Tanacetum parthenium, known as Green Feverfew is actually a species of chrysanthemum that has been grown in herb and medicinal gardens for centuries. The herb was used medicinally in the past to treat a variety of conditions such as headaches, arthritis, and as the name implies, fever.
Pretty daisy-like flowers on a mid-sized bush make Feverfew a garden favourite. The white petals with yellow centres, accent the green serrated leaves of this plant.
Feverfew is a hardy evergreen perennial that can with stand temperatures down to -15°C (-5°C). Looking like a small bush and growing to about 50cm (20in) high, the plant blooms profusely between July and October. Some gardeners claim the leaves are citrus scented, while others describe the scent as bitter.
Whether your interest lies in medicinal herbs or simply its decorative qualities, growing Feverfew can be a welcome addition to any garden or allotment. Feverfew is a good companion plant enhancing the growth of plants around it. Feverfew contains pyrethrin, a natural insect repellent. A weak infusion controls whitefly and spider mites. Dried and crushed flowers repel aphids and leafhoppers.
Feverfew is great for repelling mosquitoes and other flying biting insects. It is ideal for planting around outdoor seating areas, pathways and close to doorways and windows, for maximum benefit, plant in conjunction with lavender.
If you choose to grow your feverfew plant somewhere other than an herb garden, the only requirement is that the spot be sunny, it cannot grow nor bloom in the shade. The plants aren’t fussy about soil and grow best in dry to moist loamy soil.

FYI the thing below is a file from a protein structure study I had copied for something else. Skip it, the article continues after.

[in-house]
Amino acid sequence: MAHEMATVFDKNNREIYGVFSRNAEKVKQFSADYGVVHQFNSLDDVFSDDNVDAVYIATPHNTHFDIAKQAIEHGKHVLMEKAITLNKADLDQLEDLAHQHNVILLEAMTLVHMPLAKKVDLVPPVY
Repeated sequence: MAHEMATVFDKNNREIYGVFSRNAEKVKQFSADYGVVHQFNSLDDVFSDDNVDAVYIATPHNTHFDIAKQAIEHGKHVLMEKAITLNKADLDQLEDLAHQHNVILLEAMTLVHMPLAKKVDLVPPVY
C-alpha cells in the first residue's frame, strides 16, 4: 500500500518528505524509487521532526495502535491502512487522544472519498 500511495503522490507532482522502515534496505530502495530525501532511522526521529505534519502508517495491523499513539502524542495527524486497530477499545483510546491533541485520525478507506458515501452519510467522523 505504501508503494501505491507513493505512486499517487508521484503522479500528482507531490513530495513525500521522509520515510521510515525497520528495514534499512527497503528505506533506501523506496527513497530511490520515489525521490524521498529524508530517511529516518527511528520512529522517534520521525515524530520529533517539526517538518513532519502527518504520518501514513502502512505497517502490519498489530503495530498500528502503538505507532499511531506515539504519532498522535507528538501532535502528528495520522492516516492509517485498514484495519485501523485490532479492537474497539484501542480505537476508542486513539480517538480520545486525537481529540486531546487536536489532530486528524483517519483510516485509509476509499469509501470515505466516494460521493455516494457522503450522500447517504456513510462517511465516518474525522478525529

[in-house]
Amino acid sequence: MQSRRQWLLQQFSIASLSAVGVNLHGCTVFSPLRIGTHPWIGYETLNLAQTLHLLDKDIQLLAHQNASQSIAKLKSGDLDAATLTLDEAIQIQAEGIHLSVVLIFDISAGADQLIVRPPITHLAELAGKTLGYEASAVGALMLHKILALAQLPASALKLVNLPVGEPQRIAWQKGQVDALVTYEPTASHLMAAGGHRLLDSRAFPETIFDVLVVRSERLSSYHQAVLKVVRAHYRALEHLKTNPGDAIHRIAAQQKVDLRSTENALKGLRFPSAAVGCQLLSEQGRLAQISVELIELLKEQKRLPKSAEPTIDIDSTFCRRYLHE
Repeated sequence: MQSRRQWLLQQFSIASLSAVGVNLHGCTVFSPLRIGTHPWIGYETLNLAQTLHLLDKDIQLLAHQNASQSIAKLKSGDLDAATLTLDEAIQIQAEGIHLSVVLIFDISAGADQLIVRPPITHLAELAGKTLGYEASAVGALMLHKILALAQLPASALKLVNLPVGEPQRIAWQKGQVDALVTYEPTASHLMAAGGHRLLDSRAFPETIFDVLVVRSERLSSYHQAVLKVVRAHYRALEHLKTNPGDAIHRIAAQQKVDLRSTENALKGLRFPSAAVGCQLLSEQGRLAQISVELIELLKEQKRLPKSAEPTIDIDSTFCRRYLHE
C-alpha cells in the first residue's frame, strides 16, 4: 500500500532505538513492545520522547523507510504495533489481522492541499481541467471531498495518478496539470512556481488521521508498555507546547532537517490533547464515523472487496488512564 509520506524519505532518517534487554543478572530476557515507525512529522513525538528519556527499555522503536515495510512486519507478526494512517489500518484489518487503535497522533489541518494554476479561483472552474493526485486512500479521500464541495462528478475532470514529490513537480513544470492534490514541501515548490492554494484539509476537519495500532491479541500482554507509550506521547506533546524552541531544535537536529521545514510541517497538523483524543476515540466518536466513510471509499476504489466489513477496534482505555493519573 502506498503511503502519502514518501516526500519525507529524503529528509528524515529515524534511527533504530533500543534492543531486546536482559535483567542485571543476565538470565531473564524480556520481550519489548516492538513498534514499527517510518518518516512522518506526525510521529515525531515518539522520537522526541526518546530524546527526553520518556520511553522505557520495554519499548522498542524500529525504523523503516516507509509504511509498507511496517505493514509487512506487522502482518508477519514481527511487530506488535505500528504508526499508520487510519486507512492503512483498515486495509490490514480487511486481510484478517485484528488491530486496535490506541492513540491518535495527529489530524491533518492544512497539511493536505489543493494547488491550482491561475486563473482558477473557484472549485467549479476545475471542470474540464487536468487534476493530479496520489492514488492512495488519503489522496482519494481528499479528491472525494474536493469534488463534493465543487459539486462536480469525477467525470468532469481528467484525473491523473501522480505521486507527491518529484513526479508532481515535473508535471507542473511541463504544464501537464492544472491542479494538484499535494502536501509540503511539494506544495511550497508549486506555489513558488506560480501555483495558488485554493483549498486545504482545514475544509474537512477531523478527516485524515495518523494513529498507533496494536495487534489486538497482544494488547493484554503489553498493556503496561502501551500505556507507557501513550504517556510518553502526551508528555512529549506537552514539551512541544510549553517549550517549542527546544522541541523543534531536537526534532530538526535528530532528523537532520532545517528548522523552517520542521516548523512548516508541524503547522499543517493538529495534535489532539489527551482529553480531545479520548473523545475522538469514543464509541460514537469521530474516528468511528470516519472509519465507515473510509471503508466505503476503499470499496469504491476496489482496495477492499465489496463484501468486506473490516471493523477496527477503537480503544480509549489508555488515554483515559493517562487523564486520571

Feverfew is suited to container growing, they flourish in outdoor containers, but indoors, they tend to get leggy.
Sowing: Sow February to July
Sow Feverfew seeds indoors or under glass from February to July.
Seeds can also be sown outdoors into prepared seed beds directly where they are to grow, after all danger of frost has passed and thinned to 30cm (12in) apart.
Sow seed in pots or trays on the surface of barely moist seed compost and cover with a sprinkling of finely sieved compost or vermiculite. Keep at a temperature of around 15 to 20°C (64 to 68°F). The seed tray can be placed in a propagator or covered with clear plastic or a clear polythene bag until germination which takes 10 to 30 days.
When seedlings are large enough to handle, transplant into 7.5cm (3in) pots and grow on in cooler conditions. When all risk of frost has passed, gradually acclimatise the plants to outdoor conditions over 7 to 10 days before planting outdoors. Plant at a distance of 30cm (12in) apart on any well-drained soil in full sun.
Feverfew is a hardy perennial plant, so cut it back to the ground after frost and watch for it to regrow in the spring. It re-seeds fairly easily, shear off spent flowers after bloom in order to control any unwanted self-seeding. Frequent cutting of blossoms helps the plants stay in bloom longer.
Depending on climate, feverfew is a biennial or short-lived perennial. When seeds are started early, it will bloom its first year. Most individual plants die in their second or third summer, after blooming heavily and are replaced by self sown seedlings. Volunteer seedlings found in the garden can be transplanted and moved. They are easily recognized by their lacy leaves.